Thursday, October 10, 2013

"Rain Garden Ramble" organized by Prairie Rivers Network combines recreation, education

"Rain Garden Ramble" organized by Prairie Rivers Network combines recreation, education

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The weather on the afternoon of Saturday, September 21st was perfect for a bike ride—blue skies, a light breeze, and temperatures in the low 70s. Still, I wondered how many people would turn out for an event billed as a “Rain Garden Ramble,” in which participants would pedal from the Prairie Rivers Network office in Champaign to four sites around town. I need not have been concerned.

By the time we set out our group included nearly thirty people. Among them were two small children, conveyed by their father, some active retirees, students from the U of I, people who already had rain gardens of their own, and people who were new to the concept but wanted to learn more.

[Photos by author: above, Stacy James stands on a rock to explain the creation of her neighbors rain garden; middle, participants en route to next site; below, at the Eppichs.]

Our first stop was the least garden-like site on the tour. In a heavily shaded place at the back of his yard where water from his own home and the homes of two neighbors once ponded, Bob Hudson pointed us to a bed of rocks. Below that, he explained, vertical shafts had been dug to detain water until it could soak into the surrounding soil.

Next on the tour was the home of Stacy James a water resources scientist with Prairie Rivers, and the leader of the rain garden ramble. In order to reduce water seeping into her basement, James explained, she extended a downspout away from the the house and created a shallow depression where water can pool before soaking into the ground. This small rain garden is planted with sedges, grass-like plants that grow in attractive clumps and tolerate occasional flooding.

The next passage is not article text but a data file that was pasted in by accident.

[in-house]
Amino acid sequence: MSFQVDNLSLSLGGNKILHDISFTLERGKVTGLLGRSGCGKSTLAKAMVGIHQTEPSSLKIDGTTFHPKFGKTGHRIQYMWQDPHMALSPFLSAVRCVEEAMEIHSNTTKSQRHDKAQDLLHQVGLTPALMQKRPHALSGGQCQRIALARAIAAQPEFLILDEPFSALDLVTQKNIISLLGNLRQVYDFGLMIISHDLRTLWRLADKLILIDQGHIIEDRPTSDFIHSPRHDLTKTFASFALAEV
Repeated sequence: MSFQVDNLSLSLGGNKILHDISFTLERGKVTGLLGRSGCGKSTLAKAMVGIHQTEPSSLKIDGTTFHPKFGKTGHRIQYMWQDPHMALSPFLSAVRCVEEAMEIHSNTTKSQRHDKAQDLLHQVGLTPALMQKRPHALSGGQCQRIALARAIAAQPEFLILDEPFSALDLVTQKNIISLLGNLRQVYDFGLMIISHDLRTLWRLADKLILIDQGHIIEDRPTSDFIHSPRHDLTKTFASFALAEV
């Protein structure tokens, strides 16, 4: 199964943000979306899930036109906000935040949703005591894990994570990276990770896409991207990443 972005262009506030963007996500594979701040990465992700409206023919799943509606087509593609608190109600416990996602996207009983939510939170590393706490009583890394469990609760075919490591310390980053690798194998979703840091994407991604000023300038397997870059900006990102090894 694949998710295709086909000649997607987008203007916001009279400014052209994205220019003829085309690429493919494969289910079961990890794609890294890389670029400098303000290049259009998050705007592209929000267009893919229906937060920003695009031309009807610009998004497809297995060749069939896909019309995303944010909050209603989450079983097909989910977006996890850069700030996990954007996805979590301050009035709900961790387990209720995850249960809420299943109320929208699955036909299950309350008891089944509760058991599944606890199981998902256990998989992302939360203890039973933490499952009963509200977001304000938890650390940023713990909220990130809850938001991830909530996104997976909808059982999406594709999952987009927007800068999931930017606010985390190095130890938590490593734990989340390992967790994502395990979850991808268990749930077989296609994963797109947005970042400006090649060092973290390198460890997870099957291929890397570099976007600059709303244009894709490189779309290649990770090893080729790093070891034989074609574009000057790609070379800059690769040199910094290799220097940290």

Before moving on, we also crossed the street to look at a rain garden James helped her neighbor create in the right of way, which features a variety of flowering plants native to our area. I found it especially striking to see how much life was associated with the these flowers—in the form of bees, butterflies, and other insects—compared to the adjoining lawn.

Stop number three on our tour was South Willis near John Street in Champaign, where the city finished installing very large rain gardens between the street and sidewalk last year. At this site, Leslie Mitchell, who is an engineering technician with City, explained the idea is actually to move some water off the street and into the rain gardens by means of openings in the curb.

While we were at this site Mitchell took time to outline the incentives Champaign is currently offering that encourage residents to adopt measures to alleviate flooding. [Click here for details on the City's Website.]  These include cash reimbursements for the purchase of rain barrels, and larger payments to help cover costs associated with putting in rain gardens.

The last stop on the Rain Garden Ramble was the home of Doug and Mary Eppich, just “upstream” of Hessel Park. Their rain garden, which they installed themselves ten years ago, occupies a 400 square foot area that was formerly lawn. It’s a foot below the surrounding grade at its deepest point, but you don’t see that from the street. What you do see is an artfully designed garden that’s bursting with native flowers.

The Eppichs rain garden was designed to accommodate all of the water that would come off the roof of their entire house in a 100-year storm. When such an event occurred in 2005, Doug Eppich happily reported to me, the rain garden performed just as intended.

If you’re considering a rain garden of your own start with a visit to the rain garden pages at Website of Prairie Rivers Network.